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  • Writer's pictureThe San Juan Daily Star

In Peru, a fossil-rich desert faces roads, fences and unruly development

Mario Urbina Schmitt, a paleontologist at the Natural History Museum in Lima, Peru, and the discoverer of Perucetus colossus, possibly the heaviest animal ever found, in his workshop in Lima, Aug. 11, 2023.

By Mitra Taj

Millions of years ago, this desert in Peru was a gathering place for fantastical sea creatures: whales that walked, dolphins with walrus faces, sharks with teeth as large as a human face, red-feathered penguins, aquatic sloths.

They reproduced in the gentle waters of a shallow lagoon buffered by hills that still wrap across the landscape today. Eventually, tectonic shifts lifted the land from the sea. More than 10,000 years ago, people arrived. With them came art, religion and monumental architecture.

Researchers have pieced together these snapshots of the distant past from the bones and tombs found scattered in the Pisco Basin, a thick layer of fossil-rich sediment that stretches across 200 square miles of badlands and riparian corridors between the Andes Mountains and the Pacific coast of southern Peru.

Discoveries from the region have come at a brisk pace in recent decades, with at least 55 new species of marine vertebrates found so far. In August, paleontologists unveiled what may be the region’s most remarkable find yet: Perucetus colossus, a manateelike whale now considered the heaviest animal known to have existed.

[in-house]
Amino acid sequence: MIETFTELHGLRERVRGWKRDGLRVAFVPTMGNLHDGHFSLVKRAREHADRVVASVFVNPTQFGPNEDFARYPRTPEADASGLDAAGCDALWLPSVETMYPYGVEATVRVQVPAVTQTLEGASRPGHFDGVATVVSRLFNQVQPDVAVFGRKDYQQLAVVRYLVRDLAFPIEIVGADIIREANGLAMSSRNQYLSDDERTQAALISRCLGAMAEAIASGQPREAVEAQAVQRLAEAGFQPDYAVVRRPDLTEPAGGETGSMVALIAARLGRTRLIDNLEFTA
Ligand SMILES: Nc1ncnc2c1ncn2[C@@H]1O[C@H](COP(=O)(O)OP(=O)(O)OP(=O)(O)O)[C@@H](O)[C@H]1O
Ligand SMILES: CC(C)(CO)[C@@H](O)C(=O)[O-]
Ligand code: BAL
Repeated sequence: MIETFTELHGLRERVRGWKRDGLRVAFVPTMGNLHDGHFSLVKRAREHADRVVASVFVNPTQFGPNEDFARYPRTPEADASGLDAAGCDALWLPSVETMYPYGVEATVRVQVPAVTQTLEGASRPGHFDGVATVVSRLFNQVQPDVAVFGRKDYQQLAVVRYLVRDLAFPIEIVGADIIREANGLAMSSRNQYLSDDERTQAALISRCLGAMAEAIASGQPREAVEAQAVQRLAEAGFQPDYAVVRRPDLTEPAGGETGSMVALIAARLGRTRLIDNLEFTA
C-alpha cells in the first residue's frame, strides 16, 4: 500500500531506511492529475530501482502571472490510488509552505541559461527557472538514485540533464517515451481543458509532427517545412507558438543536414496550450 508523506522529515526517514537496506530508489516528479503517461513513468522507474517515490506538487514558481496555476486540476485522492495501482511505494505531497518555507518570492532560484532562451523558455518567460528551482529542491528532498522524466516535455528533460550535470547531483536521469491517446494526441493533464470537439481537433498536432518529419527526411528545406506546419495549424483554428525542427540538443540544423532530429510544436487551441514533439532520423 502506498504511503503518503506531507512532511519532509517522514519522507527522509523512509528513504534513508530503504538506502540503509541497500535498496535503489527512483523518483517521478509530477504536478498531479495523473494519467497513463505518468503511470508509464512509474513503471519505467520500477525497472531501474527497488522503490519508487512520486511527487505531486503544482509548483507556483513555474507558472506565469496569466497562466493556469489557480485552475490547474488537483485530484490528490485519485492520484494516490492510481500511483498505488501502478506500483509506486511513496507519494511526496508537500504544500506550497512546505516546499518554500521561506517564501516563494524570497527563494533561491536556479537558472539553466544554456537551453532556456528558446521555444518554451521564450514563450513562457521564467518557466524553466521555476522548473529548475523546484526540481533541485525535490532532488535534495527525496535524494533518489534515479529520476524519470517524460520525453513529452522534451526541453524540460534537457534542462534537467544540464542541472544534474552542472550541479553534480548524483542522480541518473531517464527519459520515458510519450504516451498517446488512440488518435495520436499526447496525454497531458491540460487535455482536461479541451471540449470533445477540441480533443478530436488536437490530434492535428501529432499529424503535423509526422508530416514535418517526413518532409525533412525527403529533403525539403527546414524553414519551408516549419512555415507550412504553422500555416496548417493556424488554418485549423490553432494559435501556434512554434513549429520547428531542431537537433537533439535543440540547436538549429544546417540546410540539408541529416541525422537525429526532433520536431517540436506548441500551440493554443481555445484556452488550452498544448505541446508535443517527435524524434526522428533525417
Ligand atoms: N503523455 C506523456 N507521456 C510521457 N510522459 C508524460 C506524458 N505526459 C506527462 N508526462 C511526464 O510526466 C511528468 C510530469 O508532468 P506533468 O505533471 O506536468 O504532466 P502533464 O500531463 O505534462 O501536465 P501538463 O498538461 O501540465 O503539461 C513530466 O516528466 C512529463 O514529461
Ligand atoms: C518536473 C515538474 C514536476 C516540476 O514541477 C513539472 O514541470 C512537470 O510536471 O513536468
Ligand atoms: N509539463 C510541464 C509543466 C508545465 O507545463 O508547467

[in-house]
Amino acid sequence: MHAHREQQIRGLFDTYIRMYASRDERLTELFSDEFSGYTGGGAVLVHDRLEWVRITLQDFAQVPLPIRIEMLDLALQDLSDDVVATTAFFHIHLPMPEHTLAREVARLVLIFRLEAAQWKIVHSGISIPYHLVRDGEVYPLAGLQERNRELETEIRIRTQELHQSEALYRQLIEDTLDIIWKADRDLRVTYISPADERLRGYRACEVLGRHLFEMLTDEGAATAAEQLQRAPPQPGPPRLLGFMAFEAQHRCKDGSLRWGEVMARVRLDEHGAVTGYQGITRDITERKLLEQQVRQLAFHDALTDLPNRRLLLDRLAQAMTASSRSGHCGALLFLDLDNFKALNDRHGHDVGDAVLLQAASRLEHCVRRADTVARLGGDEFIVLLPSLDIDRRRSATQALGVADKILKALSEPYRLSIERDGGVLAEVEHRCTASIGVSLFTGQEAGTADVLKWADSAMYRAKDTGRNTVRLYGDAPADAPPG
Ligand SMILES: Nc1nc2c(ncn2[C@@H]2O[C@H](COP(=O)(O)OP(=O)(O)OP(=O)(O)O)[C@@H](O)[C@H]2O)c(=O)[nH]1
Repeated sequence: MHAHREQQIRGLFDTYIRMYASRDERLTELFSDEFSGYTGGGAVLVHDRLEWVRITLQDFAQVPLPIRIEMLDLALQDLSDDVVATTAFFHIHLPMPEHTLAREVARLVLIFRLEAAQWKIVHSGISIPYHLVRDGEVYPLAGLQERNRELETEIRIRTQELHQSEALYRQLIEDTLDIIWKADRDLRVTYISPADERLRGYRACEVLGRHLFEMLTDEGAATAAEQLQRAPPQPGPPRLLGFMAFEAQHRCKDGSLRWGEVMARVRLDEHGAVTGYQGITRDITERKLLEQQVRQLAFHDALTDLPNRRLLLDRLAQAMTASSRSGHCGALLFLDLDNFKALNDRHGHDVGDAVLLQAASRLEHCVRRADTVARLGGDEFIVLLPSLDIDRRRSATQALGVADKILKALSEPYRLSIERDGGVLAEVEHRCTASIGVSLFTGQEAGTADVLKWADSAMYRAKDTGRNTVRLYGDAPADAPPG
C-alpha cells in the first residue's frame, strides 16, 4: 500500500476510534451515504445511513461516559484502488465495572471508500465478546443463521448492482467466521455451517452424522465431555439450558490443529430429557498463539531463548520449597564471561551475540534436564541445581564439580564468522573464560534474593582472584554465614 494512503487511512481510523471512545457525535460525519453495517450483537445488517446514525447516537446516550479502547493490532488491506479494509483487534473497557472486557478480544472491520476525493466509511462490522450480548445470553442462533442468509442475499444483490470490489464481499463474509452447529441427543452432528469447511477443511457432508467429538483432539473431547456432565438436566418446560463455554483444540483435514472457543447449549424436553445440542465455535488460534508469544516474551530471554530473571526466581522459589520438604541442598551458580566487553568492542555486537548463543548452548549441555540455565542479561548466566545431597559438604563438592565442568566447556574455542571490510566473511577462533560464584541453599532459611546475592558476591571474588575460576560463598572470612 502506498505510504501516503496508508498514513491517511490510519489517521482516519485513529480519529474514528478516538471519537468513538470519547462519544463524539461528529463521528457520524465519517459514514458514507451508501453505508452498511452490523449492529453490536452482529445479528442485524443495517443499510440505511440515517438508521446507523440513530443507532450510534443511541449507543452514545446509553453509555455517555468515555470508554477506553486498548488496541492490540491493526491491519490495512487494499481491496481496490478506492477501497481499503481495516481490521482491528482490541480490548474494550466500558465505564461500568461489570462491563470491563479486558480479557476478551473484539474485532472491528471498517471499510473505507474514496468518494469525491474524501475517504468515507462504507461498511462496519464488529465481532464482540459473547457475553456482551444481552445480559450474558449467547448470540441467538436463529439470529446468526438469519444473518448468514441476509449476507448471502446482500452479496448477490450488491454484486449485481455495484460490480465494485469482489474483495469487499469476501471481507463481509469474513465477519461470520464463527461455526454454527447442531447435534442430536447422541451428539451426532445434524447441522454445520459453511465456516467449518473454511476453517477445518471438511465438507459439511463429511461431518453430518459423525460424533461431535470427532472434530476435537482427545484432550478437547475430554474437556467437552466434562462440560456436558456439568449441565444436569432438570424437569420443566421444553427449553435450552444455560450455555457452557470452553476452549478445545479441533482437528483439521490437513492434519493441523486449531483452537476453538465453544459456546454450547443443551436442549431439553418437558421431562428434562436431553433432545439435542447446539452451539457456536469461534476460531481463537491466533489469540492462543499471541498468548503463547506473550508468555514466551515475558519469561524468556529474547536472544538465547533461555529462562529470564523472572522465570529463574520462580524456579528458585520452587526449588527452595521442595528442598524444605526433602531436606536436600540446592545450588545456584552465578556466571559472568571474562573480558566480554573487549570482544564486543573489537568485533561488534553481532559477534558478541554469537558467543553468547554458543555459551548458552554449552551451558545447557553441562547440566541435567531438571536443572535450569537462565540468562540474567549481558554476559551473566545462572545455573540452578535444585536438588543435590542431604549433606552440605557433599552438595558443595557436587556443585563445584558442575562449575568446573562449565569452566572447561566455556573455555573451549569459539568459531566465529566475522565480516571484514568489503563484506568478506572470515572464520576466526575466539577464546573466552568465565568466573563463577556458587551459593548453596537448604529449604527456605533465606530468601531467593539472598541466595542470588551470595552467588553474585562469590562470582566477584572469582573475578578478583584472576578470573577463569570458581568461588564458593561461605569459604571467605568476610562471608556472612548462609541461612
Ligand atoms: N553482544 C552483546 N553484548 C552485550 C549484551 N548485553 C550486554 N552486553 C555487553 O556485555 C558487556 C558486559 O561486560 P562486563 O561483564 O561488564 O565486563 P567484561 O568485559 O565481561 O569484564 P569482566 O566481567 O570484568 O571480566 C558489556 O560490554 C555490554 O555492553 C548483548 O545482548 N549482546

“There seems to be always something new coming from Peru,” said Nicholas Pyenson, a paleontologist and curator of marine mammal fossils at the Smithsonian Institution.

It’s not just the abundance of fossils that makes the region special, he said. “In many cases, they reflect species we see nowhere else, and we don’t really know why.”

But paleontologists in Peru warn that this unique bounty of bones is under threat from one of the more insidious ways the country loses its natural and cultural heritage: unplanned development.

In the farm town of Ocucaje, the gateway to the Pisco Basin, the desert is quickly being carved into plots of land for real estate projects, squatter settlements and chicken farms. New roads cut into wind-swept swaths of desert and sand dunes. Along them, mud barriers and posts strung with barbed wire have gone up.

“We’re being dissected,” Laura Peña, Ocucaje’s mayor, said as she inspected rectangular demarcations in the sand on the outskirts of town. “This used to be an open pampa. There were no roads before. There was just the land. In the last few years, it’s all been fenced off.”

It has happened so rapidly, Peña said, that she is still trying to sort out who owns what and how much of it is legal. Like many small-town mayors, Peña has no land-tenure map of her district and struggles to track decisions made by the provincial and regional governments.

Many of the subdivisions contain fossils or pre-Columbian sites that should have been declared off-limits years ago, she said.